Click here to close Hello! We notice that you are using Internet Explorer, which is not supported by Xenbase and may cause the site to display incorrectly. We suggest using a current version of Chrome, FireFox, or Safari.
J Membr Biol February 1, 2015; 248 (1): 59-66.

SPAK and OSR1 sensitivity of voltage-gated K+ channel Kv1.5.

Elvira B , Warsi J , Munoz C , Lang F .

SPS1-related proline/alanine-rich kinase (SPAK) and oxidative stress-responsive kinase 1 (OSR1) are potent regulators of several transporters and ion channels. The kinases are under regulation of with-no-K(Lys) (WNK) kinases. The present study explored whether SPAK and/or OSR1 modify the expression and/or activity of the voltage-gated K(+) channel Kv1.5, which participates in the regulation of diverse functions including atrial cardiac action potential and tumor cell proliferation. cRNA encoding Kv1.5 was injected into Xenopus oocytes with or without additional injection of cRNA encoding wild-type SPAK, constitutively active (T233E)SPAK, WNK insensitive (T233A)SPAK, catalytically inactive (D212A)SPAK, wild-type OSR1, constitutively active (T185E)OSR1, WNK insensitive (T185A)OSR1, and catalytically inactive (D164A)OSR1. Voltage-gated K(+) channel activity was quantified utilizing dual electrode voltage clamp and Kv1.5 channel protein abundance in the cell membrane utilizing chemiluminescence of Kv1.5 containing an extracellular hemagglutinin epitope (Kv1.5-HA). Kv1.5 activity and Kv1.5-HA protein abundance were significantly decreased by wild-type SPAK and (T233E)SPAK, but not by (T233A)SPAK and (D212A)SPAK. Similarly, Kv1.5 activity and Kv1.5-HA protein abundance were significantly down-regulated by wild-type OSR1 and (T185E)OSR1, but not by (T185A)OSR1 and (D164A)OSR1. Both, SPAK and OSR1 decrease cell membrane Kv1.5 protein abundance and activity.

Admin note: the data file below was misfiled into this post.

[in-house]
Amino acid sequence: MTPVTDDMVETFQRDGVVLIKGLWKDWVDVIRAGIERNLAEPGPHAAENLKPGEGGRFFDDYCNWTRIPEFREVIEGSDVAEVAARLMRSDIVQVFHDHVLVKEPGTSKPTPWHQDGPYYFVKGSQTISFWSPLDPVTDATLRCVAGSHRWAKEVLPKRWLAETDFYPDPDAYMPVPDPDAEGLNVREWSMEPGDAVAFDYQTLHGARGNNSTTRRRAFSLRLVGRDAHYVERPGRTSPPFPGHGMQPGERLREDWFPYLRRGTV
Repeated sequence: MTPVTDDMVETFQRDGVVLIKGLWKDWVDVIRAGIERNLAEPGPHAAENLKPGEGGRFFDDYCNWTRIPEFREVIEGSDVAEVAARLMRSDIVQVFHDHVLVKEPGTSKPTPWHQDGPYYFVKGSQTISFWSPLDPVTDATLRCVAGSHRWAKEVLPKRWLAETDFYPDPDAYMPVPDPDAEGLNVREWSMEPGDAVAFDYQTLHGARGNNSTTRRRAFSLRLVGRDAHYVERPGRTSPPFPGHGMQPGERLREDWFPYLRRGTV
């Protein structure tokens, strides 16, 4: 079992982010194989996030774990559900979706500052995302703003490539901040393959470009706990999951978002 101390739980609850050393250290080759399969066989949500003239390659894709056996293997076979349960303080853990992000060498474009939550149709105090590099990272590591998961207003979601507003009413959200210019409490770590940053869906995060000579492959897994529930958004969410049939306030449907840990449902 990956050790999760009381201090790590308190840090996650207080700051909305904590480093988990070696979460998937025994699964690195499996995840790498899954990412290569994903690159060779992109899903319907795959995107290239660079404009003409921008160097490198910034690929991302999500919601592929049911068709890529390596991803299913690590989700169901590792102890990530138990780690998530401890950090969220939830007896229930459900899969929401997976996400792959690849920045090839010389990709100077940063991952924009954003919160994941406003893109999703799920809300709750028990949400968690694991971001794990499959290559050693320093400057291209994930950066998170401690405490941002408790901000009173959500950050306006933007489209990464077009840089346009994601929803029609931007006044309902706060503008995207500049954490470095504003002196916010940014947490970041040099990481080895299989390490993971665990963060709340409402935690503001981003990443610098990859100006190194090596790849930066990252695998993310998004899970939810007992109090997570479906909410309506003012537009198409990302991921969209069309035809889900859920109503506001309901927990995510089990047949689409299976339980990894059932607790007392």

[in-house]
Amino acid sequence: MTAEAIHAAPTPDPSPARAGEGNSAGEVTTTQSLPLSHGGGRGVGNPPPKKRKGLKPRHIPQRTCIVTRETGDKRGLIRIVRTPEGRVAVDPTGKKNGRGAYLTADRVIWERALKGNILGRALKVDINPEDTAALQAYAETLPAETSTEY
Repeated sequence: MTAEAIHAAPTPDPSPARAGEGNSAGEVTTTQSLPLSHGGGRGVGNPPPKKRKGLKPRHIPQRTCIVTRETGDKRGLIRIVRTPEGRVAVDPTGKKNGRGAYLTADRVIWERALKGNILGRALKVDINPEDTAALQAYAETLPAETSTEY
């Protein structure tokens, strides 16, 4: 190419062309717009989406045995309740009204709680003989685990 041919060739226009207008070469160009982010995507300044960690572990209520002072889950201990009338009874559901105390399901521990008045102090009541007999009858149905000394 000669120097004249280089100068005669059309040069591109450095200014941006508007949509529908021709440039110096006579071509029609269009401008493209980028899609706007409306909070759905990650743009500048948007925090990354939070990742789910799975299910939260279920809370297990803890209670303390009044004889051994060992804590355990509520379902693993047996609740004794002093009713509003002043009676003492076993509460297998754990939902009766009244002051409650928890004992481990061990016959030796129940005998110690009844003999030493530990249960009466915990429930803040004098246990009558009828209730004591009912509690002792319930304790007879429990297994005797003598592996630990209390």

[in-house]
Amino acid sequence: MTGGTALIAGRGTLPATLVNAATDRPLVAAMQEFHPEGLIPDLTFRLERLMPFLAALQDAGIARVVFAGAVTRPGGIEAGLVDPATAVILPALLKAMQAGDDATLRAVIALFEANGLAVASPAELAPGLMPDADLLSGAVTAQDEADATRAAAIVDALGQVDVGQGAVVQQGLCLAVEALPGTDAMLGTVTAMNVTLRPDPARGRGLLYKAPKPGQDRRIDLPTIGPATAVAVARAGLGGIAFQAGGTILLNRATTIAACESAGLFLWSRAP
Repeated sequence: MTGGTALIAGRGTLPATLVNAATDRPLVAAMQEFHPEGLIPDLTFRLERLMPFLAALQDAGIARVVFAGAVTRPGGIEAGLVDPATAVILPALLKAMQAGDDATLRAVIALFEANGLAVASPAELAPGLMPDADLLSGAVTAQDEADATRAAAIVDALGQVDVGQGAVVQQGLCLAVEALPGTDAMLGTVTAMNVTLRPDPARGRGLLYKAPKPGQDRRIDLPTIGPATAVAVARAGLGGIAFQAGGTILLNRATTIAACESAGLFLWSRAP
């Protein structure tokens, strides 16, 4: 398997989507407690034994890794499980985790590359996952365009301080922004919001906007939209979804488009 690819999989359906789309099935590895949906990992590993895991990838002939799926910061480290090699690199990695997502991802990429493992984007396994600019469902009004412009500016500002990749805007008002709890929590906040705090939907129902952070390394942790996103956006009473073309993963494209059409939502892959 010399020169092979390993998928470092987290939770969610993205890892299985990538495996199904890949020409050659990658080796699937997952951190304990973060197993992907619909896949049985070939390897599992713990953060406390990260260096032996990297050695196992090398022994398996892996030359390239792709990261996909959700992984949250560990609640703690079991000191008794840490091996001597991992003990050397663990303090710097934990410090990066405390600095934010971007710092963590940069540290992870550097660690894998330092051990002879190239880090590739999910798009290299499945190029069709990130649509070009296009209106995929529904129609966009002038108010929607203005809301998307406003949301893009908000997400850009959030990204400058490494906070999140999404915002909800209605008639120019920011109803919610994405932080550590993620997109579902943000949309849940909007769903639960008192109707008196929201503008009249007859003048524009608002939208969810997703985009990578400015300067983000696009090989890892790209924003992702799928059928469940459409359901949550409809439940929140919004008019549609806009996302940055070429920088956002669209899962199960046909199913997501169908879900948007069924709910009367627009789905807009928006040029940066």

PubMed ID: 25315612
Article link: J Membr Biol

Species referenced: Xenopus
Genes referenced: kcna5 osr1 stk39

References [+] :
Achard, Phenotypic and genetic heterogeneity of familial hyperkalaemic hypertension (Gordon syndrome). 2002, Pubmed